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November 25, 2009

On the Beat

Midweek Update

by John Perrotto

It has been suggested from about the second plate appearance of his increasingly Cooperstown-like career that Joe Mauer needs to change positions. However, the Twins' superstar has been reluctant to even think about moving out from behind the plate. The reasoning goes that Mauer's offensive effort would eventually suffer from the physical and mental toll taken from a catcher. Catcher is the position I've been playing ever since I was a kid," Mauer said. "I like catching. I like being involved in the game on every pitch. I really can't imagine myself playing another position. Maybe later in my career I could but not now. I don't thinking playing catcher has had any effect on my performance."

Hardly. Mauer won the American League Most Valuable Player Award on Monday, getting 27 of 28 first-place votes. He continued to blow large holes in that conventional wisdom that catchers can't be productive offensive players over the long haul. To digress for a moment, the other first-place vote went to the Tigers' Miguel Cabrera. Kyodo News-Japan's Keizo Konishi apparently didn't hear about the drunken rampage the first baseman went on during the final weekend of the regular season while his team was becoming the first in baseball history to blow a three-game lead with four to play. Behavior like that takes the V out of MVP. Ironically, the Tigers were overtaken by Mauer's Twins in a tiebreaker game for the ages. It was quite fitting the Twins made it to the postseason because Mauer deserved to be on the big stage, albeit for just three games as the Yankees swept their American League Division Series, after having a season for the ages.

Mauer hit .365/.444/.587 in 606 plate appearances and led the AL in all three slash categories. He also hit 28 home runs, more than doubling his career best of 13 set in 2006. And Mauer did this despite missing all of spring training and the first month of the regular season because of a lower back injury. Mauer also topped the league in such BP favorites as EqA (.346) and VORP (91.0). He was second in the league in WARP3 with 9.8, trailing only Royals pitcher Zack Greinke, who finished with 11.1 en route to winning the AL Cy Young Award.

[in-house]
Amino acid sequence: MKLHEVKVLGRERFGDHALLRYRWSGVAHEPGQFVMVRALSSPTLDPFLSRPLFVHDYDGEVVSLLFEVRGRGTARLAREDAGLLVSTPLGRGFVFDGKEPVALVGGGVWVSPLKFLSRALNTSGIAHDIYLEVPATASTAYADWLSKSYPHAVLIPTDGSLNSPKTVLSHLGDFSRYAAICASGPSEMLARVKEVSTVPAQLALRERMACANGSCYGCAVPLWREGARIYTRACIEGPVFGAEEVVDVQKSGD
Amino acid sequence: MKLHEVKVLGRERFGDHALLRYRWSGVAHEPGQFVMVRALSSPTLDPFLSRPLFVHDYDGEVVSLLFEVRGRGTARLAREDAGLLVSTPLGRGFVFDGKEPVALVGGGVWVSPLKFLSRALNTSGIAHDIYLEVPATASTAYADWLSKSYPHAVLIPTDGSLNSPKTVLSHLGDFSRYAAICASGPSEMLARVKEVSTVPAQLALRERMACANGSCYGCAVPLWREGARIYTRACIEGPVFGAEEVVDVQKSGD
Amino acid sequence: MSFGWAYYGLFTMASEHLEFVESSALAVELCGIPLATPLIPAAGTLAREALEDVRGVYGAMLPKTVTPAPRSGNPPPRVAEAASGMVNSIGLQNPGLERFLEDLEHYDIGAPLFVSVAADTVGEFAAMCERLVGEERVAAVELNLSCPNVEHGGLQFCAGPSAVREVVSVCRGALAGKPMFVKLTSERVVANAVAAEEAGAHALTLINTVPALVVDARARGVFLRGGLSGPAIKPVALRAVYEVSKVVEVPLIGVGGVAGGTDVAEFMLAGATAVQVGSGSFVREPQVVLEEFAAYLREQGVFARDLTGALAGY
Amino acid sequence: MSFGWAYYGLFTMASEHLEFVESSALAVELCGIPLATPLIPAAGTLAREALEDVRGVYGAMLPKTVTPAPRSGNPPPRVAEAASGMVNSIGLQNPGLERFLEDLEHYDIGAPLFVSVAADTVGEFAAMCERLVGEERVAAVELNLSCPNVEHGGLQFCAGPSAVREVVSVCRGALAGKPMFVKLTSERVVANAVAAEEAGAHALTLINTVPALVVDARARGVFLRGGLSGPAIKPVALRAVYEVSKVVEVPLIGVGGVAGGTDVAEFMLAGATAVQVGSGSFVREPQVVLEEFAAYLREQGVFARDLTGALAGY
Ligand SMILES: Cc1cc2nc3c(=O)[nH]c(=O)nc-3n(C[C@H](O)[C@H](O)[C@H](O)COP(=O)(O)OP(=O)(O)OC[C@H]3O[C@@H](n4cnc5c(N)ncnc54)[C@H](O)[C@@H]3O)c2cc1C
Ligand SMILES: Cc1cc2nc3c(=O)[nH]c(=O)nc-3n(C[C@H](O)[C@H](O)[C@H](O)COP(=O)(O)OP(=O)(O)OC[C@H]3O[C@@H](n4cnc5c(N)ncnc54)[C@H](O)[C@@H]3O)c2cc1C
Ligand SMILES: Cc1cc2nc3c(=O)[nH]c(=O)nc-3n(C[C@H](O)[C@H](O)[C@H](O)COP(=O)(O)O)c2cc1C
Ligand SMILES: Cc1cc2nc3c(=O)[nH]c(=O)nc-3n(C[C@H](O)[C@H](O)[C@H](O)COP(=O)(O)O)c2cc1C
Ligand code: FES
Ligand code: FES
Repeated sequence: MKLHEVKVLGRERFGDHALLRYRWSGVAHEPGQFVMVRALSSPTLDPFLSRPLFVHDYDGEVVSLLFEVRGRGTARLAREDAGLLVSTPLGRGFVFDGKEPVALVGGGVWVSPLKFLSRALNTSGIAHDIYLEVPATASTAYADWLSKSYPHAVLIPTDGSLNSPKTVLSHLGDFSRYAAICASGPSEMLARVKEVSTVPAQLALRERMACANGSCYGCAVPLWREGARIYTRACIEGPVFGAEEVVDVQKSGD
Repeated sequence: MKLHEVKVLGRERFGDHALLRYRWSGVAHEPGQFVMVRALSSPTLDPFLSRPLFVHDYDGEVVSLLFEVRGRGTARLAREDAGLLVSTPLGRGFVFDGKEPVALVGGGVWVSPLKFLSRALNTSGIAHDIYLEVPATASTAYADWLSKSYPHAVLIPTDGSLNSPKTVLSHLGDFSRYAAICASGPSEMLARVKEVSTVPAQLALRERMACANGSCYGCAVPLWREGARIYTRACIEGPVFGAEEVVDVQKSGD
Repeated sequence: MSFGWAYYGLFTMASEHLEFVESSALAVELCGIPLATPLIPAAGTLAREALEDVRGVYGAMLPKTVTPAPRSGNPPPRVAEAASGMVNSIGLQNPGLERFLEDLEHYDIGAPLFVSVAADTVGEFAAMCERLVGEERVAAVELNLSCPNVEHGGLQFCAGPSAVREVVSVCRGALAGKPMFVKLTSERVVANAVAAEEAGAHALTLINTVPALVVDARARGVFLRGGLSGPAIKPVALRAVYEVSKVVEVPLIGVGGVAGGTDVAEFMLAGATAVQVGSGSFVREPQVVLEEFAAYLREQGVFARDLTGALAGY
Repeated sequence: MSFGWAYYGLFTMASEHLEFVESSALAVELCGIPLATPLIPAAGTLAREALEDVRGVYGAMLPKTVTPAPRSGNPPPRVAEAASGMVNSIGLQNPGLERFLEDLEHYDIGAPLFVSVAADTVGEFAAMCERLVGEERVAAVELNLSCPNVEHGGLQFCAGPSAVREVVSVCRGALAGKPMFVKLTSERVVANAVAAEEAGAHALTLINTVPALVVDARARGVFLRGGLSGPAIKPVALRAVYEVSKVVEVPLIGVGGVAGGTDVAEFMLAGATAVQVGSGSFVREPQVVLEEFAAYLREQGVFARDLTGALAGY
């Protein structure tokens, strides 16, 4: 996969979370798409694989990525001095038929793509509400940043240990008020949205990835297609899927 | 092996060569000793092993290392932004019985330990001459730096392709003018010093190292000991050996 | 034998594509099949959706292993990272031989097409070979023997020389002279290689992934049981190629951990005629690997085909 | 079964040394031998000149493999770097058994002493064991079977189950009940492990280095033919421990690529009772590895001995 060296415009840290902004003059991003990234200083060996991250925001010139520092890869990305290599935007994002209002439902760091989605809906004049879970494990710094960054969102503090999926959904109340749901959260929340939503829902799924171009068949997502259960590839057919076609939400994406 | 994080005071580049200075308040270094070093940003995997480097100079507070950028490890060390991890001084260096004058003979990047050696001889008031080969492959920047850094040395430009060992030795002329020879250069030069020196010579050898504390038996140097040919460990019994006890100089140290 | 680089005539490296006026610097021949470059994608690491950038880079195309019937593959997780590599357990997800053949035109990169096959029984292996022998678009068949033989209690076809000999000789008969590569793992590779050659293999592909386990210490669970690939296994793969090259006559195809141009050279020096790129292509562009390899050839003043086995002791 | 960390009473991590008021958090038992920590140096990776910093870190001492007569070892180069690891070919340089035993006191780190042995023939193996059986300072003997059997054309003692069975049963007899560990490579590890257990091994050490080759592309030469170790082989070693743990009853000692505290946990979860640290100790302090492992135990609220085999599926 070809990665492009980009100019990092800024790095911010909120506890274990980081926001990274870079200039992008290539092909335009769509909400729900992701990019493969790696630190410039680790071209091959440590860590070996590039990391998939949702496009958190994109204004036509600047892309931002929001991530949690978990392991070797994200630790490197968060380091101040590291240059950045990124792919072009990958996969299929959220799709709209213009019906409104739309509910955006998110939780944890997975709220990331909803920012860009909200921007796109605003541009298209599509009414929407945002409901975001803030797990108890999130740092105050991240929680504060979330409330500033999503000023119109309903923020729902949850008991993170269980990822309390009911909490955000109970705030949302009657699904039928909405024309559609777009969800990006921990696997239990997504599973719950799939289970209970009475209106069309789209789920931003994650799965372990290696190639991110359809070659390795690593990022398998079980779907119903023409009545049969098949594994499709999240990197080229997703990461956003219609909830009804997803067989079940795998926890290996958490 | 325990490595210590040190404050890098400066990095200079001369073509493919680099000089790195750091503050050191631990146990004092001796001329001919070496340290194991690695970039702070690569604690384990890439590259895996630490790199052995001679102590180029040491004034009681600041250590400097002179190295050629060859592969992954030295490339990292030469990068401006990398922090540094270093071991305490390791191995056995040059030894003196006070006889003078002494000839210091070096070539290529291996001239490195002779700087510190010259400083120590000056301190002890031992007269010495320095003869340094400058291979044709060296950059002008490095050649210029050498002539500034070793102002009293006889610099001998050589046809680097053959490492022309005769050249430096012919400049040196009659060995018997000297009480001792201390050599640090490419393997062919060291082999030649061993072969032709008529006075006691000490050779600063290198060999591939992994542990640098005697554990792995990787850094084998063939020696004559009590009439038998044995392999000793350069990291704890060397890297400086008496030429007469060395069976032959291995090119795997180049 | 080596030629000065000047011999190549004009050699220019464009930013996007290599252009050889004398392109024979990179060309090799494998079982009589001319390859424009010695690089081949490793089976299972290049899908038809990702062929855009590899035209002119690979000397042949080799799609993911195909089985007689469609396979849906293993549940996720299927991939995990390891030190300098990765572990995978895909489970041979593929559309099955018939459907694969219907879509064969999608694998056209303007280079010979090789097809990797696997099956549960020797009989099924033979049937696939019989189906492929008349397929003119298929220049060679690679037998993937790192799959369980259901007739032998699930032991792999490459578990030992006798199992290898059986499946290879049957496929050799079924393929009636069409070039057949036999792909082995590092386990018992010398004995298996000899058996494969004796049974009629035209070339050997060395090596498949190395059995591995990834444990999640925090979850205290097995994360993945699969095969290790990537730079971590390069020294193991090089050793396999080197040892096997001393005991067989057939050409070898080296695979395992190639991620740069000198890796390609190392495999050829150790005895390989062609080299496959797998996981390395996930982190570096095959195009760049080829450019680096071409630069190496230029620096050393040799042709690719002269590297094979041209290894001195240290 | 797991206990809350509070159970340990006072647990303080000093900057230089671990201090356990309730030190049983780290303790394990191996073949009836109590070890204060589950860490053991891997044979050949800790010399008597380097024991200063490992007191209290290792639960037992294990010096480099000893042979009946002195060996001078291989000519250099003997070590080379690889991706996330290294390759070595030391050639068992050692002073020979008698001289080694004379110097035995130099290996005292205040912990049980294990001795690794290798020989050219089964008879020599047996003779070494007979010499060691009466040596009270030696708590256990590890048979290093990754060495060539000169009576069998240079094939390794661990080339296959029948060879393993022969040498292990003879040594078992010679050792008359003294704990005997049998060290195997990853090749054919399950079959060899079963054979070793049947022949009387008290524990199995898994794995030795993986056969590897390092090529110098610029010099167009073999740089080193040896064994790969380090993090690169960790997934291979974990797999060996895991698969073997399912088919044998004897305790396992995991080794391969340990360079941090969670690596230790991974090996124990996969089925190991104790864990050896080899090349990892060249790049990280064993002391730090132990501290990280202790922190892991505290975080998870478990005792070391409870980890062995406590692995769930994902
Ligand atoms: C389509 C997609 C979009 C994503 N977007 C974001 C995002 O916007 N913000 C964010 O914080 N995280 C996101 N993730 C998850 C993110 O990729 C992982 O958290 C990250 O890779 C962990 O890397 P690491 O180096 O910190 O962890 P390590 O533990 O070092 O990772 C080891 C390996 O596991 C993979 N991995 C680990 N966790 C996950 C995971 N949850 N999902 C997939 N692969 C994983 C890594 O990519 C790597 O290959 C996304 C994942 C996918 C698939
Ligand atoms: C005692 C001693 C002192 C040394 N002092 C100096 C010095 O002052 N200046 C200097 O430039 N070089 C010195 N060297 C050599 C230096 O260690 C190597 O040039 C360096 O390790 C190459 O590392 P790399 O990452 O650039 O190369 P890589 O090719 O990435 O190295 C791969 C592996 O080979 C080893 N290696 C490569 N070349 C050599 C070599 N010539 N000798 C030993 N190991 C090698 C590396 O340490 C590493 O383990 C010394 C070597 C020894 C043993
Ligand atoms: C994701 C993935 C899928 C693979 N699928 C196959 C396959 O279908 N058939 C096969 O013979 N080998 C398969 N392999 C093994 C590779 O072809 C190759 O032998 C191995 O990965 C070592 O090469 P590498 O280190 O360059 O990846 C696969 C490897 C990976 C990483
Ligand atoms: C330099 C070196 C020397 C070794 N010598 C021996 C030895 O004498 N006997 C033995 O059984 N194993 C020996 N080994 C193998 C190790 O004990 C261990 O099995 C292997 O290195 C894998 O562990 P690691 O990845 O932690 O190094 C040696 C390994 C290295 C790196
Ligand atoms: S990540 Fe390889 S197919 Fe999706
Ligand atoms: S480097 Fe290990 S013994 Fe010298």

Mauer's 1031 OPS was the fourth-highest by a catcher in a season with enough plate appearances to qualify for a batting title since 1901; the three better were the 1070 by Mike Piazza with the 1997 Dodgers, 1045 by Bill Dickey with the 1936 Yankees, and 1034 by Gabby Hartnett with the 1930 Cubs. Unfortunately the Retrosheet Era consists of the seasons in which complete play-by-play data of all major-league games is available and stretches back to 1954. Thus, advanced metrics cannot yet be computed for Dickey and Hartnett. However, they are for 1997 and Piazza truly had a great season, even bettering Mauer's 2009. Piazza finished behind Mauer in WARP3 (9.6), but ahead of him in EqA (.362) and VORP (102.4).

Piazza was more than two years older than Mauer when he had his big season, turning 29 on Sept. 4. Mauer turned 26 on April 19. Looking at Piazza's career might offer some insight into how long Mauer can continue to be a highly productive offensive player while staying behind the plate. Piazza followed his '97 season with WARP3s of 6.8, 5.4, 5.3, and 5.6 from 1998-2001 before he started declining with a 2.7 mark in 2002, his age-33 season, with the Mets. He played five more seasons, but had a combined 5.8 WARP3in that span.

If Mauer follows the same course, he would have seven more good seasons before hitting the decline phase of his career at 33. That is very important because Mauer, born and bred in St. Paul, can become a free agent at the end of the 2010 season. The question of whether the Twins can sign him to a long-term extension has become the biggest sports story in the Twin Cities this side of Brett Favre.

As much as the Twins know it would be a public relations disaster to allow Mauer to go, especially since they are moving into taxpayer-funded Target Field next April, they do have to weigh that against how much his production might tail off in the latter stages of a long-term contract. A back injury for a catcher always provides cause for concern. However, Mauer believes it has worked to his benefit. He increased his strength during the rehabilitation process and will need to maintain it in order to prevent a recurrence of the back problems. "I had to do a lot of work to strengthen my core muscles and it really made a big difference," Mauer said. "I came back hitting the ball farther than I ever have before. I still don't consider myself a classic home-run hitter, but I do think being stronger made a difference and will continue to make a difference."

History says Mauer might have a hard time ever topping his 2009 season, though. However, he sounds like a guy motivated to prove conventional wisdom wrong, just like he has been doing since he came to the big leagues in 2004. "I'm not the kind of guy who looks at my stats during the season but it is kind of neat to look now that the season is over," Mauer said. "To have that kind of season then to top it off with being picked as the MVP is really special but it also makes me want to work that much harder this winter to come back and do even better next season. I really think I'm capable of more than what I did this year."